Commercial airlines deliveries rose 5.6% to 806 over 2018, the operating margin up from 9.4% to 13% and earnings by 44.5% to $7.9 billion. Some 262 net orders were taken in Q4, valued at $16 billion, taking the backlog to $412 billion.
Defence, space and security saw 2018 earnings slip 27% to $1.6 billion despite revenues up 12.8% to $23.2 billion, due to its operating margin falling from 10.7% to 6.9%. It recovered, however, to 10.9% in Q4 with a more favourable product mix, including tactical satellite communications for the US airforce and a helicopter for the US army.
Boeing is actually the world's second-largest defence company with 30% of this division's $57 billion backlog from customers outside the US; though it has benefited from over 20 Pentagon contracts last year, worth $13.7 billion. Defence spending by the Trump administration appears likely to stay robust.
Global services had a modest slip in margin from 15.4% to 14.8%, hence earnings only 12.3% ahead at $2.5 billion despite revenues up 16.4% to $17 billion. This was primarily benefiting from higher parts sales by an acquisition, and margin recovered to 15% in Q4.
|Boeing: Summary Financial Results|
|$ millions, except per share data||Fourth Quarter||Full Year|
|Earnings from operations||$4,175||$2,978||40%||$11,987||$10,344||16%|
|Operating margin||14.7%||12.0%||2.7 Pts||11.9%||11.0%||0.9 Pts|
|Earnings per share||$5.93||$5.49||8%||$17.85||$13.85||29%|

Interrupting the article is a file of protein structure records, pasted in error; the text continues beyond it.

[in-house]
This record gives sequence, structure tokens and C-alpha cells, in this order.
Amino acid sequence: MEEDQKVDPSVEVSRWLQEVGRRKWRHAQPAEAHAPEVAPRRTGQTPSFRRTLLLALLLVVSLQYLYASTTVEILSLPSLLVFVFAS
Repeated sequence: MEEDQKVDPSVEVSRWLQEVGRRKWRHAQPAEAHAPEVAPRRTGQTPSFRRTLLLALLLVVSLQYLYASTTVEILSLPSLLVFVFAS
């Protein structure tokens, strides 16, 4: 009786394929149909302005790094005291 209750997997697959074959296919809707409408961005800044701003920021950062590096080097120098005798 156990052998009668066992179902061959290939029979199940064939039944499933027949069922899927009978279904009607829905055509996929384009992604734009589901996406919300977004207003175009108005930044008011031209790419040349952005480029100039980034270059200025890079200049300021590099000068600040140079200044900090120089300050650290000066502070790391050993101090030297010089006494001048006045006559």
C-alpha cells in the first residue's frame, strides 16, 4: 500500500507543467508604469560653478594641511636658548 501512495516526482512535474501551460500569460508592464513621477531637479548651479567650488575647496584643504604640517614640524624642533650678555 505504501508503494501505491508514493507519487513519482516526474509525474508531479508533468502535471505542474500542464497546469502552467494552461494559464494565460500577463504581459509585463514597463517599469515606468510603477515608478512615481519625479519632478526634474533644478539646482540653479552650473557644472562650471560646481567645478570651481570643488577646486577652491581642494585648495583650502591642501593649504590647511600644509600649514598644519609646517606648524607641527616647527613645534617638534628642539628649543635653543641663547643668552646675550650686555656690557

|Operating cash flow||$2,947||$2,903||2%||$15,322||$13,346||15%|
|Core operating earnings||$3,867||$2,589||49%||$10,660||$8,906||20%|
|Core operating margin||13.6%||10.5%||3.1 Pts||10.5%||9.5%||1.0 Pts|
|Core earnings per share||$5.48||$5.07||8%||$16.01||$12.33||30%|
China risks remain, less so for the big picture
Boeing's stock and its operations alike are sensitive to US/China relations, as evidenced by Q4 2018 volatility when trade talks hit challenges, and Boeing's boss declaring in the media how "the relationship between the US and China is pivotal to us, so we are very much engaged in the ongoing trade discussions."
Among reasons for needing a successful conclusion to trade talks are so that both countries can prosper from the aerospace industry: it's estimated a total 43,000 new airplanes will be needed globally over the next 20 years, of which about 7,700 will be in China to help it diversify economic growth.
Moreover, about 90% of Boeing's manufacturing jobs are in the US, although last December Boeing opened its first 737 completion plant in China, partly out of rivalry with Airbus in what is expected to become the world's largest aerospace market.
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US and Chinese negotiators have just resumed two days of talks against the 2 March deadline for the US to hike tariffs on Chinese imports soon after the US Justice Department filed criminal damages against Huawei, accusing the Chinese tech-giant of IP theft and violating US sanctions.
Wrangling looks set to persist given the key US/Chinese positions seem irreconcilable, yet these countries are economically inter-dependent, so Boeing's long-term priority on China is correct. My conclusion is medium-term bullish for the stock with ongoing buying opportunities as trade conflict persists to hit sentiment.
Look for chances to accumulate
Boeing amounts to one of the best-quality, global growth stories in industrial engineering, with defensive qualities too given its strength of backlog. The stock's rating looks fair from a UK view, albeit relatively attractive in US market context and versus Airbus. It is likely to remain a priority for global portfolio managers. With fresh money: Buy on weakness.
*Horizontal lines on charts represent levels of previous technical support and resistance. Trendlines are marked in red.
Edmond Jackson is a freelance contributor and not a direct employee of interactive investor.